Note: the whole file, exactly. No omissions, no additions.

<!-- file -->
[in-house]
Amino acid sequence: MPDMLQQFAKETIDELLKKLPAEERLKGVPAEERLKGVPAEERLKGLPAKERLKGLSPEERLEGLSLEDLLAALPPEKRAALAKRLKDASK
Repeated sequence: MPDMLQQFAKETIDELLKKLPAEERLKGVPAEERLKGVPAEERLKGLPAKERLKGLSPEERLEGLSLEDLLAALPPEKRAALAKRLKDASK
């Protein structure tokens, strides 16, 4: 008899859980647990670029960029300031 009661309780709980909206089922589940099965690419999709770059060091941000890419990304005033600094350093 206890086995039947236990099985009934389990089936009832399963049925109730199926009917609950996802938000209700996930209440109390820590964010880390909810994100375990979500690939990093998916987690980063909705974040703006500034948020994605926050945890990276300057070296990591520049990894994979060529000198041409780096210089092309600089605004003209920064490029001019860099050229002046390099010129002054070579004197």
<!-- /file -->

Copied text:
[in-house]
Amino acid sequence: MPDMLQQFAKETIDELLKKLPAEERLKGVPAEERLKGVPAEERLKGLPAKERLKGLSPEERLEGLSLEDLLAALPPEKRAALAKRLKDASK
Repeated sequence: MPDMLQQFAKETIDELLKKLPAEERLKGVPAEERLKGVPAEERLKGLPAKERLKGLSPEERLEGLSLEDLLAALPPEKRAALAKRLKDASK
């Protein structure tokens, strides 16, 4: 008899859980647990670029960029300031 009661309780709980909206089922589940099965690419999709770059060091941000890419990304005033600094350093 206890086995039947236990099985009934389990089936009832399963049925109730199926009917609950996802938000209700996930209440109390820590964010880390909810994100375990979500690939990093998916987690980063909705974040703006500034948020994605926050945890990276300057070296990591520049990894994979060529000198041409780096210089092309600089605004003209920064490029001019860099050229002046390099010129002054070579004197």